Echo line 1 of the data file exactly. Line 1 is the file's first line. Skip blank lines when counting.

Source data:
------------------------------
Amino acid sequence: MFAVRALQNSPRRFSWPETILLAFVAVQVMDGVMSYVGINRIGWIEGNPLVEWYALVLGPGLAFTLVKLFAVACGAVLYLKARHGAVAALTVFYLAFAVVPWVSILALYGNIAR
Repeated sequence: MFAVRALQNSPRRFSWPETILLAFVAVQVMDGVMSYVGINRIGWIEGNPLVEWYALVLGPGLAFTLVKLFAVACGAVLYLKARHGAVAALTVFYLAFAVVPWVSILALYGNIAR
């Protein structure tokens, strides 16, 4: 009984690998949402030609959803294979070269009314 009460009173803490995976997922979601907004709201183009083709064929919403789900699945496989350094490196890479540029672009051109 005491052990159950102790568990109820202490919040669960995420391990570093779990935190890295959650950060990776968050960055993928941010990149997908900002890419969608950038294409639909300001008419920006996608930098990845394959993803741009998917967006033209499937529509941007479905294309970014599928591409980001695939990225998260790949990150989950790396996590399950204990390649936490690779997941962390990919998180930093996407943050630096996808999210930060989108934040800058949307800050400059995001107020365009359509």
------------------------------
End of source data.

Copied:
Amino acid sequence: MFAVRALQNSPRRFSWPETILLAFVAVQVMDGVMSYVGINRIGWIEGNPLVEWYALVLGPGLAFTLVKLFAVACGAVLYLKARHGAVAALTVFYLAFAVVPWVSILALYGNIAR